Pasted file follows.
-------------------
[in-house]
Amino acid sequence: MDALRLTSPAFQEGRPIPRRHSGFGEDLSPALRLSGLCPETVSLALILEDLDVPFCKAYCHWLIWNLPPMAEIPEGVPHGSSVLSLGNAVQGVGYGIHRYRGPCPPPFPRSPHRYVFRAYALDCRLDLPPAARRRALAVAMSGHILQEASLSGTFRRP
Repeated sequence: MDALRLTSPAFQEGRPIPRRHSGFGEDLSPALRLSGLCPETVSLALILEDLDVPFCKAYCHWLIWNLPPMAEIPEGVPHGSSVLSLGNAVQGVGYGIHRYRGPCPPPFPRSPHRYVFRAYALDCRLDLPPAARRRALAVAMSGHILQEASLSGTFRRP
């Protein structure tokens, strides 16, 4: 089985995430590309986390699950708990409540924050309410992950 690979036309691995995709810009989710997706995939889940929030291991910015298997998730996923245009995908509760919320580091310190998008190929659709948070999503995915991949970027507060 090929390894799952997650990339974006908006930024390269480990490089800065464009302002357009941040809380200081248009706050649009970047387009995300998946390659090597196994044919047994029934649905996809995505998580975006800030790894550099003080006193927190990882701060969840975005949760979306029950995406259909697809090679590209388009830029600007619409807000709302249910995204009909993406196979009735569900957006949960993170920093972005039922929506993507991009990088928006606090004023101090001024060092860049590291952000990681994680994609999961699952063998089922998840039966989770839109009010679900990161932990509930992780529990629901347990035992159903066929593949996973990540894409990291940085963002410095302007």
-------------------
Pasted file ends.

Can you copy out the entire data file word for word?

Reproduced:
[in-house]
Amino acid sequence: MDALRLTSPAFQEGRPIPRRHSGFGEDLSPALRLSGLCPETVSLALILEDLDVPFCKAYCHWLIWNLPPMAEIPEGVPHGSSVLSLGNAVQGVGYGIHRYRGPCPPPFPRSPHRYVFRAYALDCRLDLPPAARRRALAVAMSGHILQEASLSGTFRRP
Repeated sequence: MDALRLTSPAFQEGRPIPRRHSGFGEDLSPALRLSGLCPETVSLALILEDLDVPFCKAYCHWLIWNLPPMAEIPEGVPHGSSVLSLGNAVQGVGYGIHRYRGPCPPPFPRSPHRYVFRAYALDCRLDLPPAARRRALAVAMSGHILQEASLSGTFRRP
């Protein structure tokens, strides 16, 4: 089985995430590309986390699950708990409540924050309410992950 690979036309691995995709810009989710997706995939889940929030291991910015298997998730996923245009995908509760919320580091310190998008190929659709948070999503995915991949970027507060 090929390894799952997650990339974006908006930024390269480990490089800065464009302002357009941040809380200081248009706050649009970047387009995300998946390659090597196994044919047994029934649905996809995505998580975006800030790894550099003080006193927190990882701060969840975005949760979306029950995406259909697809090679590209388009830029600007619409807000709302249910995204009909993406196979009735569900957006949960993170920093972005039922929506993507991009990088928006606090004023101090001024060092860049590291952000990681994680994609999961699952063998089922998840039966989770839109009010679900990161932990509930992780529990629901347990035992159903066929593949996973990540894409990291940085963002410095302007």